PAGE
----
April 2020 Wrap-Up

I think the insanity of home isolation must finally have gotten to me, because I posted this way, way too early (April is not over yet). Oh, well. Some days are like that. I’ll update this again at the end of the month, when I meant to publish it.

Hyperbole and a Half by Allie Brosh

This was a very funny book, not least because members of my family have referenced the title for years whenever they thought someone was exaggerating something too much. Plus, this is the origin of the “Clean All the Things” meme. I’m not an artist, so books like this–with intentionally simplistic/”bad” art–are fascinating to me, because it’s delightful, but I could never create something like it because I’d overthink too much. ⭐⭐⭐⭐

Why Not Me? by Mindy Kaling

Why Not Me?: Kaling, Mindy: 9780804138161: Amazon.com: Books

I’ve always liked Mindy Kaling. Kelly is one of my favorite characters on The Office, and I’m always super impressed by people who write for the shows they star in. I’m so jealous of the multitude of talent. That said, I didn’t love this memoir. Part of that is because memoirs generally aren’t my thing (although I do enjoy them occasionally), but mostly it’s because this feels like bonus material that got cut from something else. Some of the chapters read like TV pitches that got passed on rather than something meant to be in a memoir. Maybe that’s because this is Kaling’s second memoir (I haven’t read the first). Maybe it’s just me being too critical. In any case, I had fun with Why Not Me? but I didn’t love it. ⭐⭐

The Boleyn Inheritance by Philippa Gregory


I read more historical fiction than usual this month, starting with The Boleyn Inheritance, which follows the stories of Henry VIII’s fourth and fifth wives, Anne of Cleves and Katherine Howard. It’s well written and turns history into a gossipy soap opera in the best way, but in my opinion it runs a little long and repeats itself too often. I liked it a lot, but I was glad to be done with it by the time I’d finished. If you’re interested in this period of history, definitely give it a shot, but read The Other Boleyn Girl first, as it’s slightly better. ⭐⭐⭐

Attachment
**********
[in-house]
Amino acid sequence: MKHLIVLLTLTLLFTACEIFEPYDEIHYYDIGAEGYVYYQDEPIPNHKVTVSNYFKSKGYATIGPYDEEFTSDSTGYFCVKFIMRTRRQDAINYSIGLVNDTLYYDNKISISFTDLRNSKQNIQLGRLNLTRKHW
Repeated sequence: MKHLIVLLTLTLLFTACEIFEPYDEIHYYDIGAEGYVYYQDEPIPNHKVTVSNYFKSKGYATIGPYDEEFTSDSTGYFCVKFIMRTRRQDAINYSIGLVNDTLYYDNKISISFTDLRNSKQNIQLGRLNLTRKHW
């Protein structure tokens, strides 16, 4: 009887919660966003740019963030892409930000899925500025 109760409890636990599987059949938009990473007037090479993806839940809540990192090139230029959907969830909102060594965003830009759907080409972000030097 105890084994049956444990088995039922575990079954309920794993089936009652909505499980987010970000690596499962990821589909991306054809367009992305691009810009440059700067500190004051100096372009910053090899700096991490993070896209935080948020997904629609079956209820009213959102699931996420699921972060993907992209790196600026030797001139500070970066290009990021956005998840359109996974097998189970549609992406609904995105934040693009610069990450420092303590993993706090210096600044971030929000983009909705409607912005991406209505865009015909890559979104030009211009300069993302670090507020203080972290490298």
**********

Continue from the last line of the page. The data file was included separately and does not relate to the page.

At the Water’s Edge by Sara Gruen

at the water's edge

This book disappointed me. It took me a very long time to get into it, and by the time I settled in and got interested I was nearly two-thirds of the way through. It didn’t help that the storyline that primarily interested me was one that was buried so deeply in the subtext that it may as well not have been there (and was abandoned entirely by the end), so I ended up frustrated and disappointed by what I didn’t get as well as what I did get. This is a good read for historical romance fans, but I suspect most other readers would rather skip it. If you’re looking for great WWII fiction, I’d suggest Markus Zusak’s The Book Thief instead. ⭐⭐

Solitaire by Alice Oseman


Alice Oseman is one of my favorite writers. I only discovered her last year and I’m already going back and rereading her books (and buying the ones I initially got at the library). Solitaire is her first book, and was somehow written when she was still in her teens (how? It’s so good!). Oseman does a fantastic job of approaching unhappy and even mentally ill protagonists with empathy and nuance, and everything she does is populated with delightfully three dimensional characters who are broken but beautiful. I can’t recommend her writing enough. ⭐⭐⭐⭐

The Secret Life of Bees by Sue Monk Kidd

secret life of bees

This is one of my mom’s favorite books. I read it the first forever ago and didn’t really like it, but figured that enough time has passed and I should give it another chance. There are lots of fantastic books that I disliked in my youth because my reading level advanced faster than my maturity. Because my mom loves it so much, I really wanted to like it. Unfortunately, my opinion hasn’t changed much. The first time I read The Secret Life of Bees I was a little put off by the idol worshipping. This time, I was less bothered by that than by the way the narrative places a white girl in the middle of a story about racism in 1964. I liked the book fine, but at this point I’m resolved to the fact that I’ll never love it. ⭐⭐

Old Possum’s Book of Practical Cats by T.S. Eliot

Old Possum's Book of Practical Cats: T. S. Eliot, Edward Gorey ...

I am not a fan of poetry, but I am a HUGE fan of musicals. I have a lifelong love of Andrew Lloyd Webber’s Cats, and therefore I love the poetry book it originated from. I’ve read this book many, many times over the years and I recently got a new copy of it because mine was so well-read that there was literally not a single page still attached to the spine. The poems are cute, and I can’t read them without singing them. The illustrations, which are by Edward Gorey, and they are precious. ⭐⭐⭐⭐⭐

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